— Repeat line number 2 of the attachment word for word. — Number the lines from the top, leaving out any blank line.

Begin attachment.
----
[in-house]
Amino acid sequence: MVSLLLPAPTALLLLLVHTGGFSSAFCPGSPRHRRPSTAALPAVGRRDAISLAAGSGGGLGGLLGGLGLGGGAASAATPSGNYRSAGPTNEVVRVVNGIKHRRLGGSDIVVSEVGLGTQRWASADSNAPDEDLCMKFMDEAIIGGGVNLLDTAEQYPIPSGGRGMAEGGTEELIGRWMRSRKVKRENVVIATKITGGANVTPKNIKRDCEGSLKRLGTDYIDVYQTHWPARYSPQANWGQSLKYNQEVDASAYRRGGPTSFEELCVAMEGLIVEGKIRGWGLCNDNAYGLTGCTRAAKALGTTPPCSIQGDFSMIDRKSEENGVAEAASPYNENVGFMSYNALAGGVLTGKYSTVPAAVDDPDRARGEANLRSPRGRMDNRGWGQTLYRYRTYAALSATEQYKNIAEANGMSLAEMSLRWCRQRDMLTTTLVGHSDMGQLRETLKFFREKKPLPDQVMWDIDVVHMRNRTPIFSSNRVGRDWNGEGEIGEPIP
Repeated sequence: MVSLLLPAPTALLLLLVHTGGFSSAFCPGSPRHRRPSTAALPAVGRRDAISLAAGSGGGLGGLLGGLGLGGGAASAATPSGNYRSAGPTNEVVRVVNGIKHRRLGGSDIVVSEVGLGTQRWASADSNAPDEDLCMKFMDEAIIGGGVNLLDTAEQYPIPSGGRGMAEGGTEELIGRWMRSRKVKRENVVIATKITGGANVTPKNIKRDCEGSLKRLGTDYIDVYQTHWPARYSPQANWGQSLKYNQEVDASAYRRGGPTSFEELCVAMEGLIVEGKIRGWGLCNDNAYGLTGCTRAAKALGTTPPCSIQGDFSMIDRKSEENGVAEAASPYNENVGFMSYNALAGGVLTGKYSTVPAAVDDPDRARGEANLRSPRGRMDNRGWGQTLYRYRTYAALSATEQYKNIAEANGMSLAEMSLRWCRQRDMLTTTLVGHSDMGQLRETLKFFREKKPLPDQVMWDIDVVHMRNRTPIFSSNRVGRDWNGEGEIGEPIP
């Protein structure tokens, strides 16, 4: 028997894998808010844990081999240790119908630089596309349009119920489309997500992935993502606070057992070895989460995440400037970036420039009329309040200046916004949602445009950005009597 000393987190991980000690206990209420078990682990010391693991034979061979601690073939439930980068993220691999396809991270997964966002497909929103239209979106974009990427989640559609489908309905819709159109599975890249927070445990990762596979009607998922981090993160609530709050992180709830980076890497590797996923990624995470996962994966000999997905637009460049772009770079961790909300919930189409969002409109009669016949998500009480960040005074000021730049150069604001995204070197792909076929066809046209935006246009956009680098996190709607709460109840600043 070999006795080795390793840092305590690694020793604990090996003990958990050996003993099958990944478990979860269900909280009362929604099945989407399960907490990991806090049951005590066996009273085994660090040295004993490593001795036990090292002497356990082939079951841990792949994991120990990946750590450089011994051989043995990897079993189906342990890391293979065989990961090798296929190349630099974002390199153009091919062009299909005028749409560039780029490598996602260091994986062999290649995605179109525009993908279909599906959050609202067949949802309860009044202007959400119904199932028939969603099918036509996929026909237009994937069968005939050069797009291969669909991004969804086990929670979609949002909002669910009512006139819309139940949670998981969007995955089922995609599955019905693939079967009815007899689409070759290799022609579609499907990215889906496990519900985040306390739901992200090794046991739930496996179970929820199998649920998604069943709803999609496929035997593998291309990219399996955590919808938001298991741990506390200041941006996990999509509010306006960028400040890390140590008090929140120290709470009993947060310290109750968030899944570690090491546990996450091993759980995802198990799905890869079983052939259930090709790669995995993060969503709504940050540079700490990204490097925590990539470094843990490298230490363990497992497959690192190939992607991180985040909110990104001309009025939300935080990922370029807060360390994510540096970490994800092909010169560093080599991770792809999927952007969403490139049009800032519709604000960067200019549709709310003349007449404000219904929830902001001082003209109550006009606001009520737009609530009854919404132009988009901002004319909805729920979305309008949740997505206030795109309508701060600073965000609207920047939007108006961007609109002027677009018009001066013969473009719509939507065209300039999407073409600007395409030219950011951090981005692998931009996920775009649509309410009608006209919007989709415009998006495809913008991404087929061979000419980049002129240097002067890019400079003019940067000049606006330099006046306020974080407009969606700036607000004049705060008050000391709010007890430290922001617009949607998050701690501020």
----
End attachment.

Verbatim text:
Amino acid sequence: MVSLLLPAPTALLLLLVHTGGFSSAFCPGSPRHRRPSTAALPAVGRRDAISLAAGSGGGLGGLLGGLGLGGGAASAATPSGNYRSAGPTNEVVRVVNGIKHRRLGGSDIVVSEVGLGTQRWASADSNAPDEDLCMKFMDEAIIGGGVNLLDTAEQYPIPSGGRGMAEGGTEELIGRWMRSRKVKRENVVIATKITGGANVTPKNIKRDCEGSLKRLGTDYIDVYQTHWPARYSPQANWGQSLKYNQEVDASAYRRGGPTSFEELCVAMEGLIVEGKIRGWGLCNDNAYGLTGCTRAAKALGTTPPCSIQGDFSMIDRKSEENGVAEAASPYNENVGFMSYNALAGGVLTGKYSTVPAAVDDPDRARGEANLRSPRGRMDNRGWGQTLYRYRTYAALSATEQYKNIAEANGMSLAEMSLRWCRQRDMLTTTLVGHSDMGQLRETLKFFREKKPLPDQVMWDIDVVHMRNRTPIFSSNRVGRDWNGEGEIGEPIP